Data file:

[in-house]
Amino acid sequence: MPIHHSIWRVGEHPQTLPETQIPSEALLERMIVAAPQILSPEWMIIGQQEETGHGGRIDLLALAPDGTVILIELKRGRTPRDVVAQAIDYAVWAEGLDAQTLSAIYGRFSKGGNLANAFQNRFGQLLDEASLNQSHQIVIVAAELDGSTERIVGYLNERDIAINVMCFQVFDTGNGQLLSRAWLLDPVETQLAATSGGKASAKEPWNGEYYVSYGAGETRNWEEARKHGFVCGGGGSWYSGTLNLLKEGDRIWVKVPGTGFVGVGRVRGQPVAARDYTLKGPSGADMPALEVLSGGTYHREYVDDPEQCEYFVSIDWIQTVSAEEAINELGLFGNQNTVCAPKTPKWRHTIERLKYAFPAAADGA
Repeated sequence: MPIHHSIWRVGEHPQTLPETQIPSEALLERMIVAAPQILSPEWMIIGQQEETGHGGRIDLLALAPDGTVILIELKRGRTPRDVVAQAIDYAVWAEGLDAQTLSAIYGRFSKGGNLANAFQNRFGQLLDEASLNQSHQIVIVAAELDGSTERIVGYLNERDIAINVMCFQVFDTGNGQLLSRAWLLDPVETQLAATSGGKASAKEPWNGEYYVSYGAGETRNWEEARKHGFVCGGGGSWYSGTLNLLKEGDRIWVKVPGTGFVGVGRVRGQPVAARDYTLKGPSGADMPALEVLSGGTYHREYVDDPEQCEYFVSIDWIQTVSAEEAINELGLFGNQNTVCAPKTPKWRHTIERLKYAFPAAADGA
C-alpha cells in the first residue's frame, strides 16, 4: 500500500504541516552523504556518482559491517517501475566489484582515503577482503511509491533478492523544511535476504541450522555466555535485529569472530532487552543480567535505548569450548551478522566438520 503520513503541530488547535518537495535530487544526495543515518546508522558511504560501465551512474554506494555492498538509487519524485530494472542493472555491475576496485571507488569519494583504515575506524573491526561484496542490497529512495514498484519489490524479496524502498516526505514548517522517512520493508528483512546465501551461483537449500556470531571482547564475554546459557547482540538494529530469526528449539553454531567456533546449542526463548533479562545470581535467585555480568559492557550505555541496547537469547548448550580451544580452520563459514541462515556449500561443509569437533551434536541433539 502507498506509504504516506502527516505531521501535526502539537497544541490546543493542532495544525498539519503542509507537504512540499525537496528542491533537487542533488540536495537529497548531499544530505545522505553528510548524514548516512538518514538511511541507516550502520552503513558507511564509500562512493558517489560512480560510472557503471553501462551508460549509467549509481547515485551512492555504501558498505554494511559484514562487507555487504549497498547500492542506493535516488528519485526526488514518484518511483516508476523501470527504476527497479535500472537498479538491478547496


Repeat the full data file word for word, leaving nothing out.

[in-house]
Amino acid sequence: MPIHHSIWRVGEHPQTLPETQIPSEALLERMIVAAPQILSPEWMIIGQQEETGHGGRIDLLALAPDGTVILIELKRGRTPRDVVAQAIDYAVWAEGLDAQTLSAIYGRFSKGGNLANAFQNRFGQLLDEASLNQSHQIVIVAAELDGSTERIVGYLNERDIAINVMCFQVFDTGNGQLLSRAWLLDPVETQLAATSGGKASAKEPWNGEYYVSYGAGETRNWEEARKHGFVCGGGGSWYSGTLNLLKEGDRIWVKVPGTGFVGVGRVRGQPVAARDYTLKGPSGADMPALEVLSGGTYHREYVDDPEQCEYFVSIDWIQTVSAEEAINELGLFGNQNTVCAPKTPKWRHTIERLKYAFPAAADGA
Repeated sequence: MPIHHSIWRVGEHPQTLPETQIPSEALLERMIVAAPQILSPEWMIIGQQEETGHGGRIDLLALAPDGTVILIELKRGRTPRDVVAQAIDYAVWAEGLDAQTLSAIYGRFSKGGNLANAFQNRFGQLLDEASLNQSHQIVIVAAELDGSTERIVGYLNERDIAINVMCFQVFDTGNGQLLSRAWLLDPVETQLAATSGGKASAKEPWNGEYYVSYGAGETRNWEEARKHGFVCGGGGSWYSGTLNLLKEGDRIWVKVPGTGFVGVGRVRGQPVAARDYTLKGPSGADMPALEVLSGGTYHREYVDDPEQCEYFVSIDWIQTVSAEEAINELGLFGNQNTVCAPKTPKWRHTIERLKYAFPAAADGA
C-alpha cells in the first residue's frame, strides 16, 4: 500500500504541516552523504556518482559491517517501475566489484582515503577482503511509491533478492523544511535476504541450522555466555535485529569472530532487552543480567535505548569450548551478522566438520 503520513503541530488547535518537495535530487544526495543515518546508522558511504560501465551512474554506494555492498538509487519524485530494472542493472555491475576496485571507488569519494583504515575506524573491526561484496542490497529512495514498484519489490524479496524502498516526505514548517522517512520493508528483512546465501551461483537449500556470531571482547564475554546459557547482540538494529530469526528449539553454531567456533546449542526463548533479562545470581535467585555480568559492557550505555541496547537469547548448550580451544580452520563459514541462515556449500561443509569437533551434536541433539 502507498506509504504516506502527516505531521501535526502539537497544541490546543493542532495544525498539519503542509507537504512540499525537496528542491533537487542533488540536495537529497548531499544530505545522505553528510548524514548516512538518514538511511541507516550502520552503513558507511564509500562512493558517489560512480560510472557503471553501462551508460549509467549509481547515485551512492555504501558498505554494511559484514562487507555487504549497498547500492542506493535516488528519485526526488514518484518511483516508476523501470527504476527497479535500472537498479538491478547496